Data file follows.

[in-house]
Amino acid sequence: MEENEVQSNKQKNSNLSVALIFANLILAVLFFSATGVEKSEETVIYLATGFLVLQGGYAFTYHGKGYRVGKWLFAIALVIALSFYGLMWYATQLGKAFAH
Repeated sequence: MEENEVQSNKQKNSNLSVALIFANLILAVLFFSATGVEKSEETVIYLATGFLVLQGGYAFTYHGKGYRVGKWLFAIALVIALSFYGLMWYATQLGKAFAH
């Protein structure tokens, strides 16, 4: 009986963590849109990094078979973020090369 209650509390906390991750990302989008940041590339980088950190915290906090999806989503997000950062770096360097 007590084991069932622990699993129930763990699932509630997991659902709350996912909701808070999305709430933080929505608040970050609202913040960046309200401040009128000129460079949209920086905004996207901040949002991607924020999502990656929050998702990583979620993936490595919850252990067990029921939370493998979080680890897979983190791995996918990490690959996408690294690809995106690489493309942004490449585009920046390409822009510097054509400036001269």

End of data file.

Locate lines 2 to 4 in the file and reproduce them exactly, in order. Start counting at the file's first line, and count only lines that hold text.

Amino acid sequence: MEENEVQSNKQKNSNLSVALIFANLILAVLFFSATGVEKSEETVIYLATGFLVLQGGYAFTYHGKGYRVGKWLFAIALVIALSFYGLMWYATQLGKAFAH
Repeated sequence: MEENEVQSNKQKNSNLSVALIFANLILAVLFFSATGVEKSEETVIYLATGFLVLQGGYAFTYHGKGYRVGKWLFAIALVIALSFYGLMWYATQLGKAFAH
């Protein structure tokens, strides 16, 4: 009986963590849109990094078979973020090369 209650509390906390991750990302989008940041590339980088950190915290906090999806989503997000950062770096360097 007590084991069932622990699993129930763990699932509630997991659902709350996912909701808070999305709430933080929505608040970050609202913040960046309200401040009128000129460079949209920086905004996207901040949002991607924020999502990656929050998702990583979620993936490595919850252990067990029921939370493998979080680890897979983190791995996918990490690959996408690294690809995106690489493309942004490449585009920046390409822009510097054509400036001269």